PLUME: From your personal experience, how would you compare the George you worked with on American Graffiti to the George you worked with towards the end of The Empire Strikes Back?

KURTZ: It was quite different, actually. He was very different. I think the most unfortunate thing that happened was the fact that Indiana Jones came along, and Raiders of the Lost Ark had come out in between. George and I had many, many discussions about that, but it boiled down to the fact that he became convinced that all the audience was interested in was the roller-coaster ride, and so the story and the script didn’t matter anymore.

Now Raiders is not a bad film, but the script actually was much better than the finished film. There were a lot more nuances in the character, and there was less action. It would’ve been a better picture if that script had been made. But, as it is, it’s an interesting and entertaining film – it’s just that this idea that somehow the energy doesn’t have to be put into getting really good story elements together. One of the arguments that I had with George about Empire was the fact that he felt in the end, he said, we could have made just as much money if the film hadn’t been quite so good, and you hadn’t spent so much time. And I said, “But it was worth it!”

PLUME: And so it’s the argument between doing the best you can, and good enough?

KURTZ: Yes, and I know that there’s an extreme that you can go to. I also knew Stanley Kubrick quite well, and I know that he’s probably the epitome of the perfection-oriented. In fact, I think he actually was clinically obsessive-compulsive, probably, in the end. He would go to unbelievable lengths to have it be exactly the way he wanted it, and he didn’t have any money problems – Warner Brothers was writing the checks and they didn’t care what he did. But it still didn’t matter, beyond a certain point. In my personal opinion, after Clockwork Orange, his efforts went downhill, basically. Barry Lyndon, The Shining, Full Metal Jacket, and Eyes Wide Shut all are less than interesting films, as far as I’m concerned.

PLUME: Well, I think they show that era of overdevelopment. They were very sterile films.

KURTZ: Yes, well, part of that was his own personal paranoia about being out in the world. Which he didn’t have, even up to – well, he was shooting The Shining when we were preparing Empire, and I had lots of run-ins with him at the studio, and had lunch and dinner with him many times. During that time period, he was still working at the studio, he was still traveling in from his house, and he would still go to the cinema occasionally, or go out to dinner at restaurants.

After The Shining was in editing, I went out to his home in St. Albans several times for dinner, and to screenings that he had there for small groups of friends. He stopped going out, and he stopped going into the world at all. The world had to come to him. I think that that was the biggest problem … he holed up there, and he didn’t have any contact with the rest of the world. Except on the telephone, where he would talk to people endlessly. He’d call them up in the middle of the night. That was fine, he enjoyed doing that, but I think that his contact with the world – in terms of how he interpreted the world on film – suffered.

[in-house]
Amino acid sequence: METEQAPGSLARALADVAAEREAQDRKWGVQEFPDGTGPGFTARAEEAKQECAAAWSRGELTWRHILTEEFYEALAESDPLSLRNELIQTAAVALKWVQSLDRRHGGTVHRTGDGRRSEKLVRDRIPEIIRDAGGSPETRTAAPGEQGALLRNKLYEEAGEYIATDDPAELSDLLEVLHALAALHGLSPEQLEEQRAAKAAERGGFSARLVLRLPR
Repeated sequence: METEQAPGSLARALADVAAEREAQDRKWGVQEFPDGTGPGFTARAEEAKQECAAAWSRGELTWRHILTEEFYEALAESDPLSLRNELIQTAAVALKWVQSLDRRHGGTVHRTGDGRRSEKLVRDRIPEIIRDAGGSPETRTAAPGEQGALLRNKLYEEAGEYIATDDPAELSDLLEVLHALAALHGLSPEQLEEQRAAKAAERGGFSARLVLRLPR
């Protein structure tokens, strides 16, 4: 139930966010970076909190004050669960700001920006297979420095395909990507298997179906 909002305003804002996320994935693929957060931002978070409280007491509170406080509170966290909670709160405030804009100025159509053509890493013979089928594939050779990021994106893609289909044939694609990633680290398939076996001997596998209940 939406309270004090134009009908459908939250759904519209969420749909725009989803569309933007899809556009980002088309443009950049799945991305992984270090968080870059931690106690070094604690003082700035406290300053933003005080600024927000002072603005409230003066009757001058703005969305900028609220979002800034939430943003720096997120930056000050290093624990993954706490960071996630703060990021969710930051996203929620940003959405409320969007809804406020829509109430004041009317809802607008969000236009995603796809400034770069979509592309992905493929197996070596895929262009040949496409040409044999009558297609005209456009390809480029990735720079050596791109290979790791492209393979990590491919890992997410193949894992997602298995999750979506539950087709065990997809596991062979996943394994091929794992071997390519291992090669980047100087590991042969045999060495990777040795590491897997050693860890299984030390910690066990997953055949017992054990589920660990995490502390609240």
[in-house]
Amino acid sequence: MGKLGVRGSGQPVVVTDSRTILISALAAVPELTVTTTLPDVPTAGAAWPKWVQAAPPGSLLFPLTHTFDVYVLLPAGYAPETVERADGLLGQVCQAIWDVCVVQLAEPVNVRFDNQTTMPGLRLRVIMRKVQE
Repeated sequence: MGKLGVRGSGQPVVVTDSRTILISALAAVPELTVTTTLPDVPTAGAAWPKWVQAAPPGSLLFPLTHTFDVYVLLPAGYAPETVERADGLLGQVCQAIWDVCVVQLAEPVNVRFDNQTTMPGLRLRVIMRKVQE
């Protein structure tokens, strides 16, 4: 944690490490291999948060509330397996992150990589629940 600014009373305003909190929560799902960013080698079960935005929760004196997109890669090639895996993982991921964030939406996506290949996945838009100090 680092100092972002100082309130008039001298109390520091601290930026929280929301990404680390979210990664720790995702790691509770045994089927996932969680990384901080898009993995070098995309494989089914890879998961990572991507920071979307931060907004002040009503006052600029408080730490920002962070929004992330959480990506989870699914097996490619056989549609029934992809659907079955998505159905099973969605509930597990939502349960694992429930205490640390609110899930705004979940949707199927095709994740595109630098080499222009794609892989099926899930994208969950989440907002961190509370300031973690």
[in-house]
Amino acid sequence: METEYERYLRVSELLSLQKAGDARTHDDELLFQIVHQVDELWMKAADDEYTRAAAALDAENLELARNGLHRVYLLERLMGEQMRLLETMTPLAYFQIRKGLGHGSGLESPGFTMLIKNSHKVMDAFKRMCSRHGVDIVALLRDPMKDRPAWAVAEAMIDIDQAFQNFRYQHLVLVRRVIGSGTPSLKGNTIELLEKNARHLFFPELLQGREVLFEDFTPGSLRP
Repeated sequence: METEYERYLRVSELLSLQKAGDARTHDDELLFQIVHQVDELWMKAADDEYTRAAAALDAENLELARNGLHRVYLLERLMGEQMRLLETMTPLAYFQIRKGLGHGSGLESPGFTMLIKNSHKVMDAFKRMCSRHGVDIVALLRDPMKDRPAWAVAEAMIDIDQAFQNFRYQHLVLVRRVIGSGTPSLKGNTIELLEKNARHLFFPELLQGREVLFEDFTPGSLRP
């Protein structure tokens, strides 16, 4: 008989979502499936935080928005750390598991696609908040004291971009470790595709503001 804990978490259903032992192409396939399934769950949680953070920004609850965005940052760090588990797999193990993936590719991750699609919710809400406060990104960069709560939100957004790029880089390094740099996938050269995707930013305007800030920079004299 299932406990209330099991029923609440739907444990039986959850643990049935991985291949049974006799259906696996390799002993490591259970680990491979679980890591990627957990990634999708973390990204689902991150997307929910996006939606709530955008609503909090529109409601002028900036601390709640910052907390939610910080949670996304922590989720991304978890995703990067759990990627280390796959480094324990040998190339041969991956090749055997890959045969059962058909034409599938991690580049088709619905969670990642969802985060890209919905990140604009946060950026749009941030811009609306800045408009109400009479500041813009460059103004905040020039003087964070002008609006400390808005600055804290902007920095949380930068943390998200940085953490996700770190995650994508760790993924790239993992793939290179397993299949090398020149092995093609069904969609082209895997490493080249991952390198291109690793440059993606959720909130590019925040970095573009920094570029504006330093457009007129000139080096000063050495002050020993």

PLUME: Made his perception somewhat stagnant?

KURTZ: Well yes, I mean, the whole idea of doing Vietnam in East London is pretty bizarre.

PLUME: That’s a schizophrenic film to begin with.

KURTZ: Well it is, yes. And it’s true that the Beckton Gasworks didn’t look too terrible with a few palm trees around, but the reason that Apocalypse works so well is because it’s shot in the environment that’s exactly like it was in Vietnam.

PLUME: Right.

KURTZ: And, it wasn’t Vietnam, it was the Philippines, but it was close enough …This is a big argument that we had with the studio about Two-Lane Blacktop, and this goes down to the sort of core of how a filmmaker really has to approach his projects. With Two-Lane, we had these meeting with the studio, with their production department, and they had read the script, and they had approved the script, and then they said, “Why not shoot it all in Southern California? We can find a lot of little towns and a lot of country roads.”

Both Monte and I said the whole point of the story is that it’s a cross-country trip, a race, and we need the variety of environments, and we need the variety of backgrounds, we need the variety of people that these racers would encounter. Their ideas were all very practical – it would be a lot cheaper to do it that way. Also, what about weather cover? The production plan that I gave to the studio made them blanch, basically. They were appalled by the fact that we were changing locations every single day, and driving and shooting on the road while we were driving between locations. They said, “How are you going to do this? What happens if the weather doesn’t cooperate?”

We said, “Well, we’re shooting the film in sequence, so if it’s raining, we just shoot in the rain.” Which did happen, actually. But see, they didn’t make movies that way and they didn’t believe it could be made that way. I said, “Look, I’ve worked on hundreds of Roger Corman movies, and lots of student films, and lots of documentaries. That’s the way you make movies that way. You don’t have the luxury of creating everything by yourself.”

Actually, Two-Lane is probably one of the first examples of the whole dogma concept, because it was shot in sequence. It was shot using all live dialogue – there’s no underscore in the film. The only music that you hear is on the radio. There are some sound effects added, some car sound effects, that don’t quite meet the dogma criteria. But it was all shot in real locations, and in all the real locations we accepted everything that was actually there. We didn’t dress anything.